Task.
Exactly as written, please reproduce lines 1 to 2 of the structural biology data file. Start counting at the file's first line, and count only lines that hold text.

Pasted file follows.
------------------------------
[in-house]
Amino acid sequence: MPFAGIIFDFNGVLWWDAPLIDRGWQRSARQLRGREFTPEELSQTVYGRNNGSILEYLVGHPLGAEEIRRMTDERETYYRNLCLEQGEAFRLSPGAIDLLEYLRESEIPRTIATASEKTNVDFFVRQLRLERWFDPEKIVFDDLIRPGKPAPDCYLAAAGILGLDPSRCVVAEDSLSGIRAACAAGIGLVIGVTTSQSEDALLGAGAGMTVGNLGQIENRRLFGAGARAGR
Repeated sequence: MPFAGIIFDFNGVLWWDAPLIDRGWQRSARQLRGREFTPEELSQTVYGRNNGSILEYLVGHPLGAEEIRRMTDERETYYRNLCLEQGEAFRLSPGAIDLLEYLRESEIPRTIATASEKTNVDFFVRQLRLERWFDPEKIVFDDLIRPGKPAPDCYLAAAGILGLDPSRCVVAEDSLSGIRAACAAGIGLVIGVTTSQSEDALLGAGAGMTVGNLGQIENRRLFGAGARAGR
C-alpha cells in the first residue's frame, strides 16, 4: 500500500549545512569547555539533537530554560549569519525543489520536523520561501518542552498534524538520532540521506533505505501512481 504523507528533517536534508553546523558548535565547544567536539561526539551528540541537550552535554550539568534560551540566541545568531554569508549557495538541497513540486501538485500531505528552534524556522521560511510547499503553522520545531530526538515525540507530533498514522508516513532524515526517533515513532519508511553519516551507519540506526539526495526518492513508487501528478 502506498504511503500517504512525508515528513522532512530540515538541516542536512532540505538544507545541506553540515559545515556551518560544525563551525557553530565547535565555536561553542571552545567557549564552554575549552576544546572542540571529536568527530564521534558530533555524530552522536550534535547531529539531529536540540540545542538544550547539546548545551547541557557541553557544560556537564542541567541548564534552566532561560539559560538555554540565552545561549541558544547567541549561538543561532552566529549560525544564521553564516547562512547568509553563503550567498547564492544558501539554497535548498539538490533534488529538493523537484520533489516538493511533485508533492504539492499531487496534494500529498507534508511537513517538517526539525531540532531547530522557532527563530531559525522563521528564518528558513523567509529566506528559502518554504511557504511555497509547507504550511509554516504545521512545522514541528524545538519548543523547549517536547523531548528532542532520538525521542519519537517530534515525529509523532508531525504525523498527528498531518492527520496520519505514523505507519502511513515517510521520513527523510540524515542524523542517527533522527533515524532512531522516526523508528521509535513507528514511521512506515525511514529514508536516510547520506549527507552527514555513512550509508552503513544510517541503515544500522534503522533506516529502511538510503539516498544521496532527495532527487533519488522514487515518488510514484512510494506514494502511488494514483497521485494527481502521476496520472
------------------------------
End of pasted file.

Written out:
[in-house]
Amino acid sequence: MPFAGIIFDFNGVLWWDAPLIDRGWQRSARQLRGREFTPEELSQTVYGRNNGSILEYLVGHPLGAEEIRRMTDERETYYRNLCLEQGEAFRLSPGAIDLLEYLRESEIPRTIATASEKTNVDFFVRQLRLERWFDPEKIVFDDLIRPGKPAPDCYLAAAGILGLDPSRCVVAEDSLSGIRAACAAGIGLVIGVTTSQSEDALLGAGAGMTVGNLGQIENRRLFGAGARAGR